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San Jose - The Kelly Park Trolley
   

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The New Electric Railway Journal – Winter 1993

The Kelley Park Trolley

Alvin Spivak and Fred Bennett

Tucked away in a corner of Silicon Valley is a harkening hack to the past that nonetheless plays an important role in the daily life of a modern city. Two persons with a sense of the past’s relationship to the present and future take us on a tour of an interesting museum.

San Jose, California abandoned its extensive city and suburban electric railway network in the 1930s. But recently it has again turned to the trolley to act in three roles. First and perhaps most important is the modern, efficient and well-patronized light rail cars by which San Jose entered a new transport era. Second are the heritage trolleys that share trackage with the LRT downtown. Both have been written about at length in The New Electric Railway Journal it is the third San Jose line that is the subject of this essay.

The Kelley Park trolley, a mile southeast of downtown, came into being as the result of needs generated by the downtown heritage trolley project, with which it remains closely allied. That operation required a trolley barn and test track for the reconstruction and acceptance testing of cars.

Enter Kelley Park

It happened that the city of San Jose was planning to build, in Kelley Park, a full-scale reconstruction of its turn-of-the-century downtown. A trolley barn would be an appropriate part of that proposal, as would an actual line running along the main street. With those facilities in place, the park was a natural setting for the heritage project-and an actual operating line.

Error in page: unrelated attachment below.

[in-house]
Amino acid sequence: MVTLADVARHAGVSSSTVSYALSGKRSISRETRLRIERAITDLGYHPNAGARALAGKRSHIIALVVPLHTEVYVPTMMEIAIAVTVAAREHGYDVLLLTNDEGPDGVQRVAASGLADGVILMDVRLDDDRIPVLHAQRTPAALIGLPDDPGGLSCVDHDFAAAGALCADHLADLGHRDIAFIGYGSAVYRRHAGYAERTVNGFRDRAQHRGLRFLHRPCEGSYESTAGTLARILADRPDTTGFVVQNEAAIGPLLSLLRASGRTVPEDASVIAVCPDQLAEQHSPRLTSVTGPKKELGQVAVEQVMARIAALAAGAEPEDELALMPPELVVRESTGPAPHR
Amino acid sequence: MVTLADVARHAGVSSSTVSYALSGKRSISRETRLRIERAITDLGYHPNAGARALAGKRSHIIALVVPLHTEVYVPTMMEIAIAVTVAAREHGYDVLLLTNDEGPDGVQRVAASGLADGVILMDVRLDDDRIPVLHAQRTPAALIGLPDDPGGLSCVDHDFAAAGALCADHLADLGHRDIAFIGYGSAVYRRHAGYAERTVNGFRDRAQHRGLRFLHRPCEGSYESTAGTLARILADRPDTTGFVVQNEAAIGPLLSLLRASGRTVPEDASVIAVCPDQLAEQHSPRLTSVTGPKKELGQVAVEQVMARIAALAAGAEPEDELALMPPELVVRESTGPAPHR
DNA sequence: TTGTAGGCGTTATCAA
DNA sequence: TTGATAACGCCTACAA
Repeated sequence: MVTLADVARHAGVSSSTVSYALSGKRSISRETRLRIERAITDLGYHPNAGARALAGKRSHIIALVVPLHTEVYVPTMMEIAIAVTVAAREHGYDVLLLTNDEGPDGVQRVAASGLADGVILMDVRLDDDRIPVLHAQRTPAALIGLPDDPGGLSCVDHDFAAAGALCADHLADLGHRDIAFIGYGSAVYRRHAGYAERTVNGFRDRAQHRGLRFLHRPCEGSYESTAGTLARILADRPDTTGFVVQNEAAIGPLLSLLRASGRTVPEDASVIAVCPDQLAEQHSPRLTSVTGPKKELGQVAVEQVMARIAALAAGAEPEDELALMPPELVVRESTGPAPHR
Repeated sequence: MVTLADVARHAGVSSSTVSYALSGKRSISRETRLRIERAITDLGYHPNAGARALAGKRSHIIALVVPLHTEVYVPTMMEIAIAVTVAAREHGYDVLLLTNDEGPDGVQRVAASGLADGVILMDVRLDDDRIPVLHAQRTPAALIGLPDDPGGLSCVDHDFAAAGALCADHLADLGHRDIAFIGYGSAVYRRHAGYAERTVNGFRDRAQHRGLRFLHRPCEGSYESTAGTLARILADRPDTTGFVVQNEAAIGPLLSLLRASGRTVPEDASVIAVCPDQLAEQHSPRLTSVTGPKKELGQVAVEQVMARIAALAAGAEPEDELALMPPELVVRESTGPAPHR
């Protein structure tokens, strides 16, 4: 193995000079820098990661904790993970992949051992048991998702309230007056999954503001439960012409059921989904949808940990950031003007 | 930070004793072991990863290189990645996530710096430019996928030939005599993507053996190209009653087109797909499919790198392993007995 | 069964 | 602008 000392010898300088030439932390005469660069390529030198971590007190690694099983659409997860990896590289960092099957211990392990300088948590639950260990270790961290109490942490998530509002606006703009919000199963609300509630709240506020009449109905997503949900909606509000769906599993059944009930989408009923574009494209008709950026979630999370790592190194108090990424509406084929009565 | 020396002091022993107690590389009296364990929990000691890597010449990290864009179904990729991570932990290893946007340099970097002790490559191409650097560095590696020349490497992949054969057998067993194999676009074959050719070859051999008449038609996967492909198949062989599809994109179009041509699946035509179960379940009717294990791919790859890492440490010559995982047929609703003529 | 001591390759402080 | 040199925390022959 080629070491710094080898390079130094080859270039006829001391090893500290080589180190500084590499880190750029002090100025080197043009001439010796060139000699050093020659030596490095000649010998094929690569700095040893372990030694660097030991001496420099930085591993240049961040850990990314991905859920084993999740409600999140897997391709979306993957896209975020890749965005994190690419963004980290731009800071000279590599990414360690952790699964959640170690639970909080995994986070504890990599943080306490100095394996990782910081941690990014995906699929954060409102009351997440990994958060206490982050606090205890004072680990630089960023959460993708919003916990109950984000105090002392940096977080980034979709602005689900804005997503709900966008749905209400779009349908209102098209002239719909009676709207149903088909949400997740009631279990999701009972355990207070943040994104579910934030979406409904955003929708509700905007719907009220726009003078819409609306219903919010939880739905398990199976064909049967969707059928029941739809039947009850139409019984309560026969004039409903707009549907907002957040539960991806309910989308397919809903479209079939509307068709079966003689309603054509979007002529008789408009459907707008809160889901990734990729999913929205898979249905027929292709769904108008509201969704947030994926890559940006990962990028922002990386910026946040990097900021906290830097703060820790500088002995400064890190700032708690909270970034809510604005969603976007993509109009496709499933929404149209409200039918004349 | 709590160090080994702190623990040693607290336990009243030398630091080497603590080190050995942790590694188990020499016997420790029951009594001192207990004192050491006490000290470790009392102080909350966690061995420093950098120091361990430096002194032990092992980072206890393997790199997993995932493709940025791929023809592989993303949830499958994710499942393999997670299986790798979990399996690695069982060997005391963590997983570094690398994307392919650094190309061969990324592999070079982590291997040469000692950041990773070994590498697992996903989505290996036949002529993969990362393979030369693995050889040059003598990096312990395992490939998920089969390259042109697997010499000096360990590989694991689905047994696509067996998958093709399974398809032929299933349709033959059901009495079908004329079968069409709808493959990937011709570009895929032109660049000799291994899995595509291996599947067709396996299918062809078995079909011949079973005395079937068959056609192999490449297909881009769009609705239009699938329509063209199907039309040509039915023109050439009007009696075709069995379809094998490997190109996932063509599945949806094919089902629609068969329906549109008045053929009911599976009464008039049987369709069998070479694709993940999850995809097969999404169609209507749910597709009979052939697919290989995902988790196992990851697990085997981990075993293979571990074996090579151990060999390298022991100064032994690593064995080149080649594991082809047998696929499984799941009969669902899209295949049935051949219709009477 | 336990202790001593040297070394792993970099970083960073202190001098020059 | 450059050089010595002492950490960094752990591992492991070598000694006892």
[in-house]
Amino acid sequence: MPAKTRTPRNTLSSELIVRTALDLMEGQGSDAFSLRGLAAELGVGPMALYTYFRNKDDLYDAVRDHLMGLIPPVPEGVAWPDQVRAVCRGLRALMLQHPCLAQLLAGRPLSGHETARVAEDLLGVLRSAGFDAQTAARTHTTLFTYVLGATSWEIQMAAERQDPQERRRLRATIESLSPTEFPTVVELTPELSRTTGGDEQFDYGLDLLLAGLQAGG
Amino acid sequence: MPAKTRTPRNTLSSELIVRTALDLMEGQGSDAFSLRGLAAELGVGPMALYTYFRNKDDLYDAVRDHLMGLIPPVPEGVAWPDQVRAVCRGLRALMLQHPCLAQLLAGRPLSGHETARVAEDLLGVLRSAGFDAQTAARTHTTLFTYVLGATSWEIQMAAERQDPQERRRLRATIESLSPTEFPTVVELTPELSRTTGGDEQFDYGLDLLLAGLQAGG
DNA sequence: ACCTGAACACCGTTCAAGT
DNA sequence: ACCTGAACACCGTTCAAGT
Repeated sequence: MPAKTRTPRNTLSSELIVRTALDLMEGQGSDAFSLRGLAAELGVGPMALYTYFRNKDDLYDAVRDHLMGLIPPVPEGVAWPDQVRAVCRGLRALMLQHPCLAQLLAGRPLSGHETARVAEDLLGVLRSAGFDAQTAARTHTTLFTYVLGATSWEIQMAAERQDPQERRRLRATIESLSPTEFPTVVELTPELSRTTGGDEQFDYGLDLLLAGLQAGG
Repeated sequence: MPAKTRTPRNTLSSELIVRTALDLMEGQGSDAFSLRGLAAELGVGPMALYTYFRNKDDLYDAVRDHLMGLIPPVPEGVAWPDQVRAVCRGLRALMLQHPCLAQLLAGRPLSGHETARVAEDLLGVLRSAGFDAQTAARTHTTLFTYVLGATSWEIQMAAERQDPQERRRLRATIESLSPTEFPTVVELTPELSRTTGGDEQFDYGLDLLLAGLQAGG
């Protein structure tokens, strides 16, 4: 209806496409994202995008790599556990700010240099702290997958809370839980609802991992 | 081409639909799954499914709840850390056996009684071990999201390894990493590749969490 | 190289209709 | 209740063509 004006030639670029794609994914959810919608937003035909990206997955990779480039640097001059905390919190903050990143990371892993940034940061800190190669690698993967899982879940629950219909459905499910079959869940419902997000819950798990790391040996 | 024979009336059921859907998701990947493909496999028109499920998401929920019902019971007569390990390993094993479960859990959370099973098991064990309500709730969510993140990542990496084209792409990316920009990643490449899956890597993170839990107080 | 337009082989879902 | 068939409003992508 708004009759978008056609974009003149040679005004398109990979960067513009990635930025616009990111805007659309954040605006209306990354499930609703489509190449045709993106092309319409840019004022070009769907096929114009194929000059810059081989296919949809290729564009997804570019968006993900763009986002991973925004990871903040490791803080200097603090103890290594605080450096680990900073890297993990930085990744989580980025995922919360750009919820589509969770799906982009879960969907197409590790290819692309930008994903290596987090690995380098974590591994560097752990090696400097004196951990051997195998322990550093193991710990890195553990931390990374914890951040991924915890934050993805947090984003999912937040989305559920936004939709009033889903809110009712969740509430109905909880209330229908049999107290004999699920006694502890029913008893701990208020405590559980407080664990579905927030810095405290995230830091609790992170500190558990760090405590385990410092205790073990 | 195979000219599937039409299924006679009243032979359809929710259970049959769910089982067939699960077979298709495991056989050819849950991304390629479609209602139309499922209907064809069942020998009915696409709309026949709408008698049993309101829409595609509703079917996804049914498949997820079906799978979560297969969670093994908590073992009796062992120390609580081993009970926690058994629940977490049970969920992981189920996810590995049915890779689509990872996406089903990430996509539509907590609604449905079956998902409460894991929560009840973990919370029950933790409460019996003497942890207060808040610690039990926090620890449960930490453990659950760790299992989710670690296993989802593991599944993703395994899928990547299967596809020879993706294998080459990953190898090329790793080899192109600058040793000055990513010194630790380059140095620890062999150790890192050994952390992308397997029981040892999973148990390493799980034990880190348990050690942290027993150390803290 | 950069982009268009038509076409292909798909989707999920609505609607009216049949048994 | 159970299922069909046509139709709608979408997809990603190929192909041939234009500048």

Today, the reconstructed downtown boasts an authentic operating heritage trolley line in a near-perfect atmosphere. The as-yet-unpaved street is lined with buildings that duplicate many structures of by-gone day—a fire house, hotel, bank, several dwellings, and even a lovingly restored Chinese temple that graced the city years ago. The old historic electric tower that was intended to light downtown San Jose years ago is reproduced in half-scale as well.

Star of the Show

Trolley service in the park is provided on weekend afternoons by a beautifully refurbished single-truck, turn-of-the-century design car. Car 168 came from Porto, Portugal, where it was built in 1934 to a U.S. Brill circa-1900 design.

Ex-Porto 168 provides a lesson in living history for the many visitors to Kelley Park.

 

When brought to its new home after fifty years of service overseas, the body was fully reworked by volunteers under the direction of Master Car Builder Fred Bennett. The slatted ceiling was replaced with beautifully decorated headlining following Brill designs of the period, and braking resistors on the bonnet roofs were relocated under the floor. Seats freshly upholstered in deep maroon were installed, and all interior woodwork was stripped of old finish and restored with new varnish.

Today, car 168 is a major attraction at Kelley Park. Although the ride is very short, it provides old-timers with vivid memories of the days of their youth—as well as a chance to point out to their grandchildren how the trolley pole is swung around at the end of the line. Car operation is by two-man volunteer crews.

The venerable Brill is equipped with two 65-horsepower motors, which might be considered excessive for a single-truck unit. By contrast, standard Birney cars had two 25-HP motors. However, the Porto units climbed steep hills and pulled trailers, so the larger motors were a necessity. In Kelley Park, the controller is never moved beyond full series, but ample speeds are maintained for the short line.